GM Borrows a Page from the Iacocca Playbook
Hats off to Ed Whitacre. He has officially taken ownership of General Motors. Much like Lee Iacocca at Chrysler in the 1980s, Mr. Whitacres’s face is now stamped on the GM brand with his upcoming TV spots.
I have been highly critical of GM leadership in the past, and with good reason. But this campaign is a good decision. The ad is candid, challenging, and optimistic. Will this sell more cars? That’s difficult to say. But it’s the right step towards rebuilding the GM brand.
The accountability is there. Whitacre admits, “Before I started this job, I’ll admit, I had some doubts.” So did we, Mr. Whitacre. Not about your personal ability, necessarily, but about the viability of GM. We still do. Kudos for addressing the elephant in the room though.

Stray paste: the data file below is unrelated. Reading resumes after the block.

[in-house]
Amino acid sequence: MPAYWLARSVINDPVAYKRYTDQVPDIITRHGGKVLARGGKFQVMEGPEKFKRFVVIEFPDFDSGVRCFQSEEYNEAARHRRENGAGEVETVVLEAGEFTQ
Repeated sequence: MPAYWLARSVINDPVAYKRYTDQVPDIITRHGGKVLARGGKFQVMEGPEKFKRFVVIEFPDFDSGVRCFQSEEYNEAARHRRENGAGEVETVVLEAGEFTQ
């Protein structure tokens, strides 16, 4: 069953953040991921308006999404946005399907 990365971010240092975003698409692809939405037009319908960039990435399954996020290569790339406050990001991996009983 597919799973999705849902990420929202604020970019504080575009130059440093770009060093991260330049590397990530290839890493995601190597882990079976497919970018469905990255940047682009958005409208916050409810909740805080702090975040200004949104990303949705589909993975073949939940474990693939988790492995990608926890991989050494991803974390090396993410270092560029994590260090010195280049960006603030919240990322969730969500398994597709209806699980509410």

The challenge is there. “I just know that if you get into one of our cars, you are going to like what you see.” American consumers love a good “test-our-product” campaign (see: Pepsi Challenge, Tide’s 100-wash guarantee, etc.). Test-drivers are revving their engines.
The reassurance is there. “So we’re putting our money where our mouth is. Buy a new Chevy, Buick, GMC, or Cadillac, and if you’re not 100% happy, return it. We’ll take it back.” A cynic might argue that he’s actually puttingour money where their mouth is, but that’s neither here nor there. The forthright confidence and reassurance is pervasive.
The crux of this ad is a straightforward Ed Whitacre, with his disarming southern drawl, putting his reputation on the line and his face on his brand. The best companies do this. Steve Jobs stands behind Apple. Howard Schultz stands behind Starbucks. Warren Buffett is Berkshire Hathaway. How are GM’s cars? The jury is still out. But thanks to Ed Whitacres’s ad, I am warming up to its leadership.